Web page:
A key legal institution is the set of rules balancing theft with markets as alternative means to transfer property rights. Even if all legal systems forbid theft, different societies provide different ex post solutions to the conflict arising between the original owner and the good-faith buyer of a stolen good. These rules range from the full protection of the original owner's property right to the full protection of the buyer's reliance on contract. In situations in which only intermediaries can transfer goods by using either theft or markets, society should condone transfers occurred through theft when innocent buyers value the good more than original owners and reverse them otherwise. We show that, in the first case, provided that the difference between the owner's and the buyer's valuation is not too wide, there are separating equilibria in which moral intermediaries --- i.e., those for whom theft entails a sufficiently high moral cost --- signal their proper title by charging higher prices. In the second case, the market shrinks since moral intermediaries refrain from stealing. In the most likely case, in which buyers tend to value the good more than original owners, the extent of protection of the owner increases (decreases) with the share of moral intermediaries (the quality of the legal system) because of the lower probability of theft (lower impact of public enforcement). Instrumental variables estimates based on a cross section of 77 jurisdictions are consistent with this prediction.

Salomons, Arthur F., Comparative Law and the Quest for Optimal Rules on the Transfer of Movables for Europe (June 8, 2012). Amsterdam Law School Research Paper No. 2012-72; Centre for the Study of European Contract Law Working Paper Series No. 2012-09; European property Law Journal 2012(3), (forthcoming).

NOTICE: New German Law Journal

The latest issue of the German Law Journal: Review of Developments in German, European and International Jurisprudence, 13 German Law Journal No. 7 (2012), is out:




NOTICE: 'Tony Weir and his contribution to comparative law scholarship'

 'Tony Weir and his contribution to
comparative law scholarship'
Annual seminar of the
British Association of Comparative Law
School of Law, Wills Memorial Building,
University of Bristol
11 September 2012 

Session 1: 9.30 - 10.45
Chair: Paula Giliker (Bristol)
  • John Bell (Cambridge), Tony Weir and the teaching of comparative law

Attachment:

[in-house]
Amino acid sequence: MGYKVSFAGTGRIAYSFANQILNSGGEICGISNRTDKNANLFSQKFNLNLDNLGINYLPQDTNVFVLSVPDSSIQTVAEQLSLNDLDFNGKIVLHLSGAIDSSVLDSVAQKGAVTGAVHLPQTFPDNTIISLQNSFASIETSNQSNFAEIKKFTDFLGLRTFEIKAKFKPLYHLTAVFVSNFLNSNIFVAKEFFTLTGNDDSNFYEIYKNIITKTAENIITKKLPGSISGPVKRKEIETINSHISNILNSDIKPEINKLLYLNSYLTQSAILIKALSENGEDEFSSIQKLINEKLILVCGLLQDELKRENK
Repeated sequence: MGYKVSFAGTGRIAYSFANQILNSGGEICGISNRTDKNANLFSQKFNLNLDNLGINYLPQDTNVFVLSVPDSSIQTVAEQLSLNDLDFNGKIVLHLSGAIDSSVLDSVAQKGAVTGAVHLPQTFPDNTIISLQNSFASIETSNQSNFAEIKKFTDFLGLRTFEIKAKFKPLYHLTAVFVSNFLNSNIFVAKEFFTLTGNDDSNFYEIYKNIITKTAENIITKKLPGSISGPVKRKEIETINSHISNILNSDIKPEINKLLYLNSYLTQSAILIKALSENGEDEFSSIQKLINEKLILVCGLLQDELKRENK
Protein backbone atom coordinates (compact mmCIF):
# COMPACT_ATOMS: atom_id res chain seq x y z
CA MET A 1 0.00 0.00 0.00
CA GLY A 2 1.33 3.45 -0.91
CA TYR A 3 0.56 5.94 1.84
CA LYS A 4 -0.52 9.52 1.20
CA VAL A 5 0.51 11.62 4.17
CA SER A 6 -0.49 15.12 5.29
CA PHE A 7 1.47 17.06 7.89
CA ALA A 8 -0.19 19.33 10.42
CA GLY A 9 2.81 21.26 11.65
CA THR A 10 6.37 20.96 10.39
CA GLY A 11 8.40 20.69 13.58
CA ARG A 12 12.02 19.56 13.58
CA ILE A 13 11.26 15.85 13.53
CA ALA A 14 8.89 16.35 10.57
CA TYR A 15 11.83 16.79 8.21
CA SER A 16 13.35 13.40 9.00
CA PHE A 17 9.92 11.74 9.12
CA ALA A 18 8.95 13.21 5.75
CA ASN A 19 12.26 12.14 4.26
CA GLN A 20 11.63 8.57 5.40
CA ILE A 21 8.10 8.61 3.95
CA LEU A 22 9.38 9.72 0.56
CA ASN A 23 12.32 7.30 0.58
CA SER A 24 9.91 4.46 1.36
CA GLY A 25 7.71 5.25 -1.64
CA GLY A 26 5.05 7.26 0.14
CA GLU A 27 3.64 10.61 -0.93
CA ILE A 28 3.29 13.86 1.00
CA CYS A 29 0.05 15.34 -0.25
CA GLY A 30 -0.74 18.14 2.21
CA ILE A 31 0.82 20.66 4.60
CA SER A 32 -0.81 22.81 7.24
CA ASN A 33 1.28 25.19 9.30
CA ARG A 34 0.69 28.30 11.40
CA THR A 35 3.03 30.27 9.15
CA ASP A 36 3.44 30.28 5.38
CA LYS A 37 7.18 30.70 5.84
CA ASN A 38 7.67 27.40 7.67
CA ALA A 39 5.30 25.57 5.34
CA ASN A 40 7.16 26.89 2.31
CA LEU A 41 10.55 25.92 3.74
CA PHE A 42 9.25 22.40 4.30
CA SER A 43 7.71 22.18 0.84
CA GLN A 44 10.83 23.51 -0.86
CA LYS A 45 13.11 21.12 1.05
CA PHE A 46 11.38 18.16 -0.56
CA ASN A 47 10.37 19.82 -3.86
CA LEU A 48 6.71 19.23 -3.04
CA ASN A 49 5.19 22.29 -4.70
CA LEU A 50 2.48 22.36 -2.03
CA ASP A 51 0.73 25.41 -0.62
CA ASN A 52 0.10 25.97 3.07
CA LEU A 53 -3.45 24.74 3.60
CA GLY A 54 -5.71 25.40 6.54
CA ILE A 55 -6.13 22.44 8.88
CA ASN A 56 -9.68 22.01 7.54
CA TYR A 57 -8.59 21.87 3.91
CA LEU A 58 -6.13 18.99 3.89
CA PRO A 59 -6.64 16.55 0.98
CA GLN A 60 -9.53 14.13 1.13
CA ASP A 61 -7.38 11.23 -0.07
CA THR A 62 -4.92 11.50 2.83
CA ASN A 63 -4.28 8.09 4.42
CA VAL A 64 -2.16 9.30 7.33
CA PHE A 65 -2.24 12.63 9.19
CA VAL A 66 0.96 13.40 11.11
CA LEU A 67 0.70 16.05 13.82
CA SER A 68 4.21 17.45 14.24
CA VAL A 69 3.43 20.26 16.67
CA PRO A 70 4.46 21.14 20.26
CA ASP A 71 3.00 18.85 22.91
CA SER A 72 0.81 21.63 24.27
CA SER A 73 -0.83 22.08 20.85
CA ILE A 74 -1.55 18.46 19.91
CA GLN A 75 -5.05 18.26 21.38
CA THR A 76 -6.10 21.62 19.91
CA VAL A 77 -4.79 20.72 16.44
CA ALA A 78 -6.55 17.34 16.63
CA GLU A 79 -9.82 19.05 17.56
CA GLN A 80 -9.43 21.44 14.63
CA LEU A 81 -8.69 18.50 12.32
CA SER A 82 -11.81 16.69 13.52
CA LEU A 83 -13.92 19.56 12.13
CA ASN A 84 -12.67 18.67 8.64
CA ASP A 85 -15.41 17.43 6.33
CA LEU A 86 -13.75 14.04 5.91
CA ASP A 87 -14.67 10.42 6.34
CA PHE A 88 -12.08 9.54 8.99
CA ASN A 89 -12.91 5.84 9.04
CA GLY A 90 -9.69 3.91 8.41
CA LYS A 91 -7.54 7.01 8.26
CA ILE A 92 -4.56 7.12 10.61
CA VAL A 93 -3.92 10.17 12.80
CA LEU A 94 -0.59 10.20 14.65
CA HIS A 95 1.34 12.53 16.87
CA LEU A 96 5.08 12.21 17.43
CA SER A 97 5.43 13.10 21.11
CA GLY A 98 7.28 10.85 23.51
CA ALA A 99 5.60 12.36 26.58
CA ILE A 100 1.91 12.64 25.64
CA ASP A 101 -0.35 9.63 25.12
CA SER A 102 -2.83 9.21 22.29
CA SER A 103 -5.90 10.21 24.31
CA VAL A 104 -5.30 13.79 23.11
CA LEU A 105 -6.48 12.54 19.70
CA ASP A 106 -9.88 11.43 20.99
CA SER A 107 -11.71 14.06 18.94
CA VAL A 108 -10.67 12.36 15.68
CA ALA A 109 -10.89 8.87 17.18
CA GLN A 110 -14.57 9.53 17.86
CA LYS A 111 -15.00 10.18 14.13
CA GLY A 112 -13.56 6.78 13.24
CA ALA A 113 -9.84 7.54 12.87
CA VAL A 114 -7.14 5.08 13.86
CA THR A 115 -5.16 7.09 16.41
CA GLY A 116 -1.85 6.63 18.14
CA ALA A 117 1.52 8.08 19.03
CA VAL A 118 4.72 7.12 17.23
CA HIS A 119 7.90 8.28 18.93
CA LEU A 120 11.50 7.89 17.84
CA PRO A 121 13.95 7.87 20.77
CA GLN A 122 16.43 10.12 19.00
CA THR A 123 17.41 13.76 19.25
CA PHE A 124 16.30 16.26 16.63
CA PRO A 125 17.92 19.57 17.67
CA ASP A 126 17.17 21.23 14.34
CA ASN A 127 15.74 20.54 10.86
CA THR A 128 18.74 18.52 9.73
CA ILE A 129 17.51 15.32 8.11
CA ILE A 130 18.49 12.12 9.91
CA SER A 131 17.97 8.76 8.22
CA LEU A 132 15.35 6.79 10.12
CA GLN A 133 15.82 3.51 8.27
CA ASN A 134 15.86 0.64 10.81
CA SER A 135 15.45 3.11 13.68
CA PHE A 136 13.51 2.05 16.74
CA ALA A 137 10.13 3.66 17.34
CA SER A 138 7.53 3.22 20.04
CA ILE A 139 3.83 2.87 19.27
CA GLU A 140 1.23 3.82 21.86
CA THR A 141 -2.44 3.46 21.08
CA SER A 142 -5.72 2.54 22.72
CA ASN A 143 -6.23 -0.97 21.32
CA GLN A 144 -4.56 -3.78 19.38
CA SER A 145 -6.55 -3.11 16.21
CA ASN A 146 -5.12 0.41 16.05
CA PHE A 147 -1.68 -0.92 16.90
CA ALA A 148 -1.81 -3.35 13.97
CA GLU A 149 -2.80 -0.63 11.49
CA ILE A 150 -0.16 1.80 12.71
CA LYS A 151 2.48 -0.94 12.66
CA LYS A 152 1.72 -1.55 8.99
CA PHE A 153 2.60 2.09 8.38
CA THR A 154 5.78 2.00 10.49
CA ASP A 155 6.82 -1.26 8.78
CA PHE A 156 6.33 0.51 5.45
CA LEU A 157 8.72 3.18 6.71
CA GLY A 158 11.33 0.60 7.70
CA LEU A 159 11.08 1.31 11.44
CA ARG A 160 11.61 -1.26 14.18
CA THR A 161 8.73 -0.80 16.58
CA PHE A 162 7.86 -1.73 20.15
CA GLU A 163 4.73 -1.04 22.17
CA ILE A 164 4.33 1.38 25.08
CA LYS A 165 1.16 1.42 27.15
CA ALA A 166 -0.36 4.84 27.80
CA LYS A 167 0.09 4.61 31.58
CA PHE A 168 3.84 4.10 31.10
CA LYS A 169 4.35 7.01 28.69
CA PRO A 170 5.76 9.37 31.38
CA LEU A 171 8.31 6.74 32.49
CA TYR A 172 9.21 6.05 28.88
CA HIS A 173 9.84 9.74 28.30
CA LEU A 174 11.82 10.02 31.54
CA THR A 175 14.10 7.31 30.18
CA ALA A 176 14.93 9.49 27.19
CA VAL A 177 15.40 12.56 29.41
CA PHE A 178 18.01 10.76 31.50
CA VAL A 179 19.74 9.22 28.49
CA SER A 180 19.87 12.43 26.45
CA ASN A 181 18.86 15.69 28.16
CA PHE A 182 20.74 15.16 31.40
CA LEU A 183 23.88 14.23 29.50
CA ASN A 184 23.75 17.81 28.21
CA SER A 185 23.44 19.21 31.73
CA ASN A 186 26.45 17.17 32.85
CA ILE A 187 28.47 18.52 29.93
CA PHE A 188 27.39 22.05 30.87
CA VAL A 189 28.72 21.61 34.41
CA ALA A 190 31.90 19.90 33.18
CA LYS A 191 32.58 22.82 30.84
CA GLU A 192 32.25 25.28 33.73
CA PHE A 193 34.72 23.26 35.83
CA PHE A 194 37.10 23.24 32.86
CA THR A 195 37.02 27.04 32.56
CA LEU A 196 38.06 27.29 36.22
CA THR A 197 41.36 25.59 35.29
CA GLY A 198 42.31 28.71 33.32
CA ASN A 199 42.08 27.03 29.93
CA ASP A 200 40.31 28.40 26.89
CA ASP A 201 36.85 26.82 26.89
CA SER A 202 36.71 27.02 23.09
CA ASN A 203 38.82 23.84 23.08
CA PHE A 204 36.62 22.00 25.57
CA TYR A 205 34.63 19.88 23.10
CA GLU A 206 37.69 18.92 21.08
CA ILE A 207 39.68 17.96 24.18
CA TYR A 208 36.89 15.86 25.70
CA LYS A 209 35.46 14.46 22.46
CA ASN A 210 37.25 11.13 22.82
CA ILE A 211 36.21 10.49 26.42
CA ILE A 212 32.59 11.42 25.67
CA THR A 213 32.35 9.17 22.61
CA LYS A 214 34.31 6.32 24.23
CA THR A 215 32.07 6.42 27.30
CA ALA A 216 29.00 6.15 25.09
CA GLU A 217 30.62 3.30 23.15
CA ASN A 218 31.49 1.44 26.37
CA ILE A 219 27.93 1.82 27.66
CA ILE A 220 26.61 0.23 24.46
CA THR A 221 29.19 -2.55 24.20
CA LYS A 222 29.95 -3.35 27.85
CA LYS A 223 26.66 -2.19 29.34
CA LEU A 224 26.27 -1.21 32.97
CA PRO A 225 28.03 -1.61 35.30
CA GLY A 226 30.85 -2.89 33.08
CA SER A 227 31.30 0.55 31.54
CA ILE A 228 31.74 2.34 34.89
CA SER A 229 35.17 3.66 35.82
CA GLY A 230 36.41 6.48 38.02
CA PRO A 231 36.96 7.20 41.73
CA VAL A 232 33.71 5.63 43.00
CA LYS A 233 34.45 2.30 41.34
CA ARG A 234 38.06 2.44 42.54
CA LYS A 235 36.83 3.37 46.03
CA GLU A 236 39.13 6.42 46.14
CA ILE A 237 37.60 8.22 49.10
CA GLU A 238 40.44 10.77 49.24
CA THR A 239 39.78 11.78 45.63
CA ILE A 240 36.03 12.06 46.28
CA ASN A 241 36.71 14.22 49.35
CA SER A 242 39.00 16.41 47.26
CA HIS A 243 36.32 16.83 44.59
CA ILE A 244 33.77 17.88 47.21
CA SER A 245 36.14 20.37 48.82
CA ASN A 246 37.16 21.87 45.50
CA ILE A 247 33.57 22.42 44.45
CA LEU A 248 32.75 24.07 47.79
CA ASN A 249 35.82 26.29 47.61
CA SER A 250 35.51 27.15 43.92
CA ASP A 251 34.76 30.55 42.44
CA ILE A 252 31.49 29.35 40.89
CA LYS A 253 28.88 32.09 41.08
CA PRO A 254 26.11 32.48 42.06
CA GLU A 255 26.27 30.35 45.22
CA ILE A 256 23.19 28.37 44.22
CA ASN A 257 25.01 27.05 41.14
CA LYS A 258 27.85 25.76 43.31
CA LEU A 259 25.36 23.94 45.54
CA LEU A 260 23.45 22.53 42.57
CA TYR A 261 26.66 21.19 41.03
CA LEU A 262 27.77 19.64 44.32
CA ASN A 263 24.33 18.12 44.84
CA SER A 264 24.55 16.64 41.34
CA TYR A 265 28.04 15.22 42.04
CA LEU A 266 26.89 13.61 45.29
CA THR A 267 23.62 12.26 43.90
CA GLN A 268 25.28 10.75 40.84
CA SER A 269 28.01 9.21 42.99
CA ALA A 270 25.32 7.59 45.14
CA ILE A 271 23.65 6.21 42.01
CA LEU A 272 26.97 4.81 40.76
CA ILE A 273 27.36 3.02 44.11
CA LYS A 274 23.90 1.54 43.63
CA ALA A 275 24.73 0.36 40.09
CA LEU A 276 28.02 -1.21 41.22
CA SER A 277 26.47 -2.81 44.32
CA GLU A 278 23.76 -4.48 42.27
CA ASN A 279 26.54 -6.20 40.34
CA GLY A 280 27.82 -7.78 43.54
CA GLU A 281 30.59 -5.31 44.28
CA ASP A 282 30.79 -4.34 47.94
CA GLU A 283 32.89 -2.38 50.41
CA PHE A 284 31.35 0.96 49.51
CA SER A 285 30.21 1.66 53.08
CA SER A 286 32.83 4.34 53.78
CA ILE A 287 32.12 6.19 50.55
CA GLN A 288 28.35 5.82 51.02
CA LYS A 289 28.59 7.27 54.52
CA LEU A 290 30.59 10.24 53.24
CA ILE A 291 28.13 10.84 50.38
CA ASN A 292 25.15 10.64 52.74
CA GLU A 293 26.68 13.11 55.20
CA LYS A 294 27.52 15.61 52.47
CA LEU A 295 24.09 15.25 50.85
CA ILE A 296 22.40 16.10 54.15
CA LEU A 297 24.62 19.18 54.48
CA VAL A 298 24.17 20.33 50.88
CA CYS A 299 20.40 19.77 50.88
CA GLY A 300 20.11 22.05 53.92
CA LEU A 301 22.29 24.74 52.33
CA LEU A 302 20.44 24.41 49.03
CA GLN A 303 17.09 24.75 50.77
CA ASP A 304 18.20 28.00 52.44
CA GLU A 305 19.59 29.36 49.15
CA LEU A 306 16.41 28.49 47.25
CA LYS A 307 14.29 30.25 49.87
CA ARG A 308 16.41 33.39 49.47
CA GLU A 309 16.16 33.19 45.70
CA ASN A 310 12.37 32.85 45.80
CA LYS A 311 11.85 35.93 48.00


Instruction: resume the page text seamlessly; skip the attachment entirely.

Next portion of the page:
• Matthew Dyson (Cambridge), Tony Weir: Scholar and colleague.

COFFEE BREAK (kindly sponsored by Intersentia)

Session 2: 11:00 -12.30
Chair: Claudina Richards (UEA)
  • Geoffrey Samuel (Kent), How should contracts be classified?
  • Paula Giliker (Bristol), Tony Weir and the law of tort

This event is free and all are welcome to attend.
Please address any enquiries to the Secretary of BACL, Claudina Richards (c.richards@uea.ac.uk).

NOTICE: Special Issue of Maastricht Journal of European and Comparative Law

A special issue of the Maastricht Journal of European and Comparative Law has been published. The volume, guest-edited by Janwillem Oosterhuis and Emanuel van Dongen, is focused on ‘European Traditions – Integration or Disintegration?’. The articles include:
  • Egbert Koops, Second-Rate Citizens: Junian Latins and the Constitutio Antoniniana
  • Guido Rossi, The Booke of Orders of Assurances: A Civil Law Code in 16th Century London
  • Federica Furfaro, The Revival of Romanistic Scholarship between the 19th and 20th Centuries as a ‘Centralizing Force’ in European Legal History – The Masterpieces of German Pandectist Literature Revised by Italian Translators
  • Mieke van der Linden, New Imperialism (1870–1914) and the European Legal Traditions: A (Dis)Integrative Episode
  • Sandra Fabijanić Gagro and Budislav Vukas Jr, The Path of the Former Yugoslav Countries to the European Union: From Integration to Disintegration and Back
  • Peter C.H. Chan, The Enigma of Civil Justice in Imperial China: A Legal Historical Enquiry

NOTICE: Monateri on Methods of Comparative Law

Readers should look out for Pier Giuseppe Monateri (ed), Methods of comparative law (2012): 

Comprising an array of distinguished contributors, this pioneering volume of original contributions explores theoretical and empirical issues in comparative law. The innovative, interpretive approach found here combines explorative scholarship and research with thoughtful, qualitative critiques of the field. The book promotes a deeper appreciation of classical theories and offers new ways to re-orient the study of legal transplants and transnational codes. 

Methods of Comparative Law brings to bear new thinking on topics including: the mutual relationship between space and law; the plot that structures legal narratives, identities and judicial interpretations; a strategic approach to legal decision making; and the inner potentialities of the ‘comparative law and economics’ approach to the field. Together, the contributors reassess the scientific understanding of comparative methodologies in the field of law in order to provide both critical insights into the traditional literature and an original overview of the most recent and purposive trends.  

A welcome addition to the lively field of comparative law, Methods of Comparative Law will appeal to students and scholars of law, comparative law and economics. Judges and practitioners will also find much of interest here.

It contents include: